Friday Apr 11, 2014

Friday Spotlight: Writing a Broker for Oracle Secure Global Desktop

We talked about the dynamic launch feature in Oracle Secure Global Desktop earlier and pointed out that the code providing the functionality is implemented in a broker.  Here, we'll look at the fundamentals of writing a broker before working through a scenario where a bespoke broker would simplify operations.

Broker Basics

The interfaces and classes you need to write a broker are in the com.tarantella.tta.webservices.vsbim package in the sgd-webservices.jar archive. 

IVirtualServerBroker is the key interface and all Secure Global Desktop brokers must implement it.  These are the methods where a broker writer would typically add logic.

void initialise(Map initParams) This method is called once when the broker is loaded by the Secure Global Desktop workspace.  It gives the broker a map of the key/value pairs configured on the dynamic application server object using the broker.  Typical parameters would be the name and port of a source of real or virtual application servers.
Map getCandidateServers(Map params) Secure Global Desktop calls this method to obtain a list of servers available to a particular user.  The broker receives a map of parameters, including the identity of the user, and the broker returns a list of candidate servers.  The broker writer is free to decide how to populate that list and whether to return one candidate or several.  For example, the broker could contact a database to reserve a single server.  Alternatively, it could use APIs or web services to contact a VM provider and get a list of available virtual machines.
ICandidateServer prepareCandidate(String type, ICandidateServer candidate) This method is called after getCandidateServers returns a single option or the user has selected one from several.  This is the place for any code needed to set-up the chosen server or virtual machine.
void destroy() This is where the broker would tidy-up, freeing any resources it had used, like sessions and connections.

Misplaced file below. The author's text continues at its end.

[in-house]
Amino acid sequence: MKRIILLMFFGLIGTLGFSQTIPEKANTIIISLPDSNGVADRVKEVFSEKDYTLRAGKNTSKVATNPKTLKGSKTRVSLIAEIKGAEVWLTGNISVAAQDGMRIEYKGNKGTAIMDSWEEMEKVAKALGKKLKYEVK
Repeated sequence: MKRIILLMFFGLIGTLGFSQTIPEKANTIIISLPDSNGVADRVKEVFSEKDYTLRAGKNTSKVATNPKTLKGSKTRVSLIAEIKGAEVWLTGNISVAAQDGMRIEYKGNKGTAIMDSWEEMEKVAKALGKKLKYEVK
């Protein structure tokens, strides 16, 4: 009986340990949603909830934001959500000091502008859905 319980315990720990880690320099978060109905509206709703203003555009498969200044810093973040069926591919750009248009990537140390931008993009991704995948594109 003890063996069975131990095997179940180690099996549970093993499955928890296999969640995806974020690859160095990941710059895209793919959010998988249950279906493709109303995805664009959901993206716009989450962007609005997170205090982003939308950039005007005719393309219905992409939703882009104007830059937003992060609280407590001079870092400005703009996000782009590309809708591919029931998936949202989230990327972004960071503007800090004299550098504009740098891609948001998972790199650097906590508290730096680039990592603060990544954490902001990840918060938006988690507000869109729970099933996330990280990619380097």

A Sample Broker

Let's look at a scenario where writing a broker could simplify operations.  You are an administrator of a Secure Global Desktop deployment where users periodically need to access a key application.  Only a single instance of the application can run on any one server and you have a limited number of licenses.  When a user requires access to the application, they submit a service request to reserve one.  The traditional, broker-less approach in Secure Global Desktop would be to create an application object, configure it to run on the reserved application server and then assign it to the user who reserved it.  Time-consuming if you have to do this repeatedly and on a regular basis.

However, if we can access the reservation database, we can do it dynamically in a broker.  The operation now becomes:

  • Once only, the administrator assigns the application a dynamic application server configured with a custom broker

Then,

  • User submits a service request and reserves a server
  • User logs into Secure Global Desktop and clicks the link to launch the application
  • The broker queries the database, gets the server that the user has reserved and launches the application on it

For the administrator, there is no need to create, modify or destroy objects in the Secure Global Desktop datastore every time a user submits a service request.

Skipping many details, defensive coding and exception handling, the broker code would look something like this:

package com.mycompany.mypackage;

import com.tarantella.tta.webservices.vsbim.*;
import java.sql.*;
import java.util.*;

public class DbBroker implements IVirtualServerBroker {

    static private final String TYPE = "A Description";
    private Connection dbConn;

    public void initialise(Map<String, String> parameters)
            throws VirtualServerBrokerException {
        // Connect to reservation database.  End-point and credentials are
        // supplied in the parameters from the dynamic application server
        dbConn = DriverManager.getConnection(params.get("URL"), params.get("USER", params.get("PASS"));
    }

    public Map<String, List<ICandidateServer>> getCandidateServers(
            Map<String, String> parameters)
            throws VirtualServerBrokerAuthException,
                   VirtualServerBrokerException {
        Map<String, List<ICandidateServer>> launchCandidates =
                new HashMap<String, List<ICandidateServer>>();

        // Get the user identity
        String identity = parameters.get(SGD_IDENTITY);

        // Lookup the application server for that user from the database
        Statement statement = dbConn.createStatement();
        String query = createQuery(identity);